are too broad and that the affidavits are accordingly too general to form the foundation for a reasoned judgment that each withholding determination was valid. Plaintiffs argue that the FBI's public affidavits in many instances merely parrot the language of a given exemption without making reference to the precise types of applicable material at issue in this case.
The bulk of plaintiffs' principal criticisms -- lack of specificity and overbroad categorization -- have been resolved to this Court's satisfaction through in camera inspection of the FBI's affidavits and the unredacted copies of the documents. Summary judgment or a directive ordering the filing of new affidavits are therefore unnecessary remedies for any such deficiencies perceived in the public affidavits in this case. See Arieff v. U.S. Department of the Navy, 712 F.2d at 1469-70; Ellsberg v. Mitchell, 228 U.S. App. D.C. 225, 709 F.2d 51, 63-64 (D.C.Cir. 1983) (submission of in camera materials sufficient to sustain government's assertion of privilege from discovery in constitutional tort action).
However, there still remain several areas of concern raised by the plaintiffs which warrant discussion here. Many of the FBI's exemption claims relate to information which is particularly old. Where that information has been withheld under the personal privacy exemption claim, 5 U.S.C. §§ 552(b)(6) and (b)(7)(C), it is entirely possible that the privacy claims attaching to such information may have become diluted or waived over time, yet the FBI has not offered specifics to substantiate the validity of the exemption claims. Those exemptions contemplate a balancing between the agency interest in the continued withholding of intimate and highly personal information and the public interest, if any, in release. Department of the Air Force v. Rose, 425 U.S. 352, 371-73, 96 S. Ct. 1592, 1603-04, 48 L. Ed. 2d 11 (1976); Bast v. United States Department of Justice, 214 U.S. App. D.C. 433, 665 F.2d 1251, 1254 (D.C.Cir.1981). Because of the detrimental consequences which the Jaffes have experienced and suffered through certain aspects of their association with the CIA and FBI, there arguably is a societal interest in helping them reestablish and restore their tarnished reputations. Compare Department of the Air Force v. Rose, 425 U.S. at 380-81, 96 S. Ct. at 1607-08 with Columbia Packing Co. v. United States Department of Agriculture, 563 F.2d 495, 499-500 (1st Cir. 1977). Nevertheless, the Court's in camera review of the material has demonstrated that third party personal privacy concerns apply to the information. See infra at 385-386.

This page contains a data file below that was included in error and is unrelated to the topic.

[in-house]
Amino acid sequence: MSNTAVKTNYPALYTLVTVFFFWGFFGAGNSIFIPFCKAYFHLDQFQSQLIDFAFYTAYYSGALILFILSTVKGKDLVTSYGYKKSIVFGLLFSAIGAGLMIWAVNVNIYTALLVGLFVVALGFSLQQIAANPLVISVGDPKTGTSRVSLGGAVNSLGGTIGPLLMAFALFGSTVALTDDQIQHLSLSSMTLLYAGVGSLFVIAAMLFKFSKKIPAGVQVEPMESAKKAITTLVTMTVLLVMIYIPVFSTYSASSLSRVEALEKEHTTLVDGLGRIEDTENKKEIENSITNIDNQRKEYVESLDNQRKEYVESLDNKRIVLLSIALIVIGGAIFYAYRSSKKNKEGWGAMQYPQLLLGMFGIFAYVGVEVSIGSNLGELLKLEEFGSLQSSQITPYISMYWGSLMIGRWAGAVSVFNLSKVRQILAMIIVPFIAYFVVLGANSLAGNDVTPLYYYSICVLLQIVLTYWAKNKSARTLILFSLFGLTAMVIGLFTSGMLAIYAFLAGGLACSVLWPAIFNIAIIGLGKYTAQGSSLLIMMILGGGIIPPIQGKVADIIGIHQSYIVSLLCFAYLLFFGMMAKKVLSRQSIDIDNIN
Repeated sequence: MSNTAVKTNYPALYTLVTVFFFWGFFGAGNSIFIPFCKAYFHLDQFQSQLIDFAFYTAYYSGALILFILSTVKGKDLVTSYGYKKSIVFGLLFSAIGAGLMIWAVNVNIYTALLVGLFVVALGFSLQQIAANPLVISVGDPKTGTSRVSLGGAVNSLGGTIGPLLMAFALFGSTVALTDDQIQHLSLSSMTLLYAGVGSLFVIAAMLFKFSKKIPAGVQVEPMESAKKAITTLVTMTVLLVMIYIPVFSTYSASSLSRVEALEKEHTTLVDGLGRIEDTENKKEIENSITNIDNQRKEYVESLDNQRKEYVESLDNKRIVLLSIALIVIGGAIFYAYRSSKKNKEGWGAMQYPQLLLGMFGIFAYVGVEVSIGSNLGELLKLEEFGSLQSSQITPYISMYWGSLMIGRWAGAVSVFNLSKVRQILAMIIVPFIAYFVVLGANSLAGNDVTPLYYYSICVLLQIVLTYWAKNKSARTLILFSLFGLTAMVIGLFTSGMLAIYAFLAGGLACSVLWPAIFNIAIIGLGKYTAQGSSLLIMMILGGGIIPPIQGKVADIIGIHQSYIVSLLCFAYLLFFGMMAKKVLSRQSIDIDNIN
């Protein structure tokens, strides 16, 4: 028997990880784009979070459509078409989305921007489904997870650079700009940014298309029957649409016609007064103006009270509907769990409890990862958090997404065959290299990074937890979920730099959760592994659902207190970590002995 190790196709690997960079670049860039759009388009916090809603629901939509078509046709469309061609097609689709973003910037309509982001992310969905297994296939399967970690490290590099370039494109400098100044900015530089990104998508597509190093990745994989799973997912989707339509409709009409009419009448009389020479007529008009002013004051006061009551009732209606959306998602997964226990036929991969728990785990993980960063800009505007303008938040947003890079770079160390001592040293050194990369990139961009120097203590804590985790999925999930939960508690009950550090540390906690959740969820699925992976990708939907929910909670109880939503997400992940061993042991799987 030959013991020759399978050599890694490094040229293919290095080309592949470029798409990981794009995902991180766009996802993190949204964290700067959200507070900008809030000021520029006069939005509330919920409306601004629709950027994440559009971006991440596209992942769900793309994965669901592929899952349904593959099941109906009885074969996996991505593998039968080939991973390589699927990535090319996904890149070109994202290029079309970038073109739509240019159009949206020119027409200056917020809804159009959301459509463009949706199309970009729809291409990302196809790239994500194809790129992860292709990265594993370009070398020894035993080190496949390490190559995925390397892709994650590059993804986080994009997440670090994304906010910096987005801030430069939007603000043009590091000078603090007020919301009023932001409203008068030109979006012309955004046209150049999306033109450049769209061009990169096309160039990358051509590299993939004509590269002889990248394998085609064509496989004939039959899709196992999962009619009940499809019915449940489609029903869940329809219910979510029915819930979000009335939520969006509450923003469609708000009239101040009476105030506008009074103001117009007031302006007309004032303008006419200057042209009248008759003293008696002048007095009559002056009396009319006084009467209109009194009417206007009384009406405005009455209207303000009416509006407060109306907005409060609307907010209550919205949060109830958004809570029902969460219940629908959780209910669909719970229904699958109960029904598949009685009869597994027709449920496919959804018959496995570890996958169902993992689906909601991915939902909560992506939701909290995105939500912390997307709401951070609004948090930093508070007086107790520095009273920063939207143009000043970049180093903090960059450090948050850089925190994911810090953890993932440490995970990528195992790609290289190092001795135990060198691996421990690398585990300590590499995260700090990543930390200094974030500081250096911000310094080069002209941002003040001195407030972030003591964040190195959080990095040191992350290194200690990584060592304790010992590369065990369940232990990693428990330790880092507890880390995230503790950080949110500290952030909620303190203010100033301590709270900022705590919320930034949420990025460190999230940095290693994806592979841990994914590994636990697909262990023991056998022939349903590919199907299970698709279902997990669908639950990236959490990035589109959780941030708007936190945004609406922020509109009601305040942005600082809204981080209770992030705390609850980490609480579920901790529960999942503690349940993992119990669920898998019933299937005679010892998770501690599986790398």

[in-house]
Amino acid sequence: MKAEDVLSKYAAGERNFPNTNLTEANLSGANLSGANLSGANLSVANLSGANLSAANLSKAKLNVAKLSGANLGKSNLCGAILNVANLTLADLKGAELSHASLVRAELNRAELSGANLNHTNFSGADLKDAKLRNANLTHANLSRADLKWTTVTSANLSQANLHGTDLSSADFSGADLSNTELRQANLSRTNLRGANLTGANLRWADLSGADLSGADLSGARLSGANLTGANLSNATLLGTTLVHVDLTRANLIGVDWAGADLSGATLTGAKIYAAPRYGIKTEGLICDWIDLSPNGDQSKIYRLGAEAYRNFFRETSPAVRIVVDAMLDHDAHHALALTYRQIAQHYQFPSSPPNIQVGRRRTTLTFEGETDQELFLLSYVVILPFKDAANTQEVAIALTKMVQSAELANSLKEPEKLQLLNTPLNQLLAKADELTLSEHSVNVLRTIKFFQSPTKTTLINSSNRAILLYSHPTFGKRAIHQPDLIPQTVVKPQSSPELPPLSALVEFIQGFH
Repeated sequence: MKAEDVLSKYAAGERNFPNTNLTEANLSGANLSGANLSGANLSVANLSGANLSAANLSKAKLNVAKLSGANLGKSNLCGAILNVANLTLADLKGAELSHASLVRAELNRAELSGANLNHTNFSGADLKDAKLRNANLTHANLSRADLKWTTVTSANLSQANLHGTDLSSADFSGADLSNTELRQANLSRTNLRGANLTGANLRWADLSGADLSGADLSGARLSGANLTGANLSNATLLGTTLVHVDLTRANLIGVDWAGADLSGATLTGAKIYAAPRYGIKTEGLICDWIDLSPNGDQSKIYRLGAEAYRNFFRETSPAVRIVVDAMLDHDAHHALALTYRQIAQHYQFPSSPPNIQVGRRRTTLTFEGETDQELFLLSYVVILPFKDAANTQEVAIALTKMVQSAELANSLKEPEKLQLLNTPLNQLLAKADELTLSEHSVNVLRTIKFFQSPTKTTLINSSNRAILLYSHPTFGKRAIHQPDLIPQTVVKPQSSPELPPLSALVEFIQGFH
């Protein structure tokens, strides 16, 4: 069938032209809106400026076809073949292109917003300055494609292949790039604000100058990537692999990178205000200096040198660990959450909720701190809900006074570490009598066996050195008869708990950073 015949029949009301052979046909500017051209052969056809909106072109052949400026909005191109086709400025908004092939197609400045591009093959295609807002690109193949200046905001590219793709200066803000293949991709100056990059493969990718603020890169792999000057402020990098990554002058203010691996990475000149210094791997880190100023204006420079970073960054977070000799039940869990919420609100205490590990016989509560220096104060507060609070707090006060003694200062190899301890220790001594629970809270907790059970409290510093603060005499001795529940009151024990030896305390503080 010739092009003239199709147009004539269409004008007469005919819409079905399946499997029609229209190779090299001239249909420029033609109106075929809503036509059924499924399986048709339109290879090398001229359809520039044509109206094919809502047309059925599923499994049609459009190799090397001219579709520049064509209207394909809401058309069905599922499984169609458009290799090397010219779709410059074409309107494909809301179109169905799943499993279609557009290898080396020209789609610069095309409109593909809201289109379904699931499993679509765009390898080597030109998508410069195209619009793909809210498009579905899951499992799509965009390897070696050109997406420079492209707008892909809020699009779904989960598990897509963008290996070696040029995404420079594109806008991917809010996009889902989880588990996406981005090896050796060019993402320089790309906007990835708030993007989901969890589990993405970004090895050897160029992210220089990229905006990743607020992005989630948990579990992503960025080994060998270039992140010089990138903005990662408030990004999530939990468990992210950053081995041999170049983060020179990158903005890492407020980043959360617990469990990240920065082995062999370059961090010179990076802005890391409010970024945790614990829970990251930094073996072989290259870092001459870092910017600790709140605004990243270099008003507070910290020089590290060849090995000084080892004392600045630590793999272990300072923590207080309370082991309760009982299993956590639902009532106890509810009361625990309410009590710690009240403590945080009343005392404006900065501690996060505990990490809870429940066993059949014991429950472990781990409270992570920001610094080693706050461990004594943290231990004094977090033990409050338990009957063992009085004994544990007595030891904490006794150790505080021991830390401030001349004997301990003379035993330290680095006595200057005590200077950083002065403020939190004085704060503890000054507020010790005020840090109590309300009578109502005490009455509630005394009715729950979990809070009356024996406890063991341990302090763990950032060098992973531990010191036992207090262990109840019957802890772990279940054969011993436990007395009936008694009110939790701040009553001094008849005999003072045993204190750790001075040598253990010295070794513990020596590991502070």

A further troublesome aspect of the government's claims arises out of plaintiffs' allegations that information in the files which questions plaintiff Sam Jaffe's loyalty to the United States or his possible clandestine affiliation with a foreign government is information which was derived through subsequently discredited confidential sources. Although the Court is troubled with the possibility that plaintiffs' allegations may indeed be true, such claims cannot overcome the fact that an in camera inspection of the documents and affidavits shows that the information for which the (b)(7)(D) confidential source exemption is asserted has been substantiated by the government. See infra at 386-387. Though the Court reaches that conclusion with some reluctance especially in light of the passage of time and the questionable credibility of some of the confidential sources, the Court nonetheless determines that the affidavits are sufficient to support the claims of exemption pressed by the government.
The (b)(1) National Security Exemption
The FBI has invoked the FOIA national security exemption
in this case as to a considerable portion of the withheld materials. The role of the Court in this instance has been described in detail by the District of Columbia Circuit.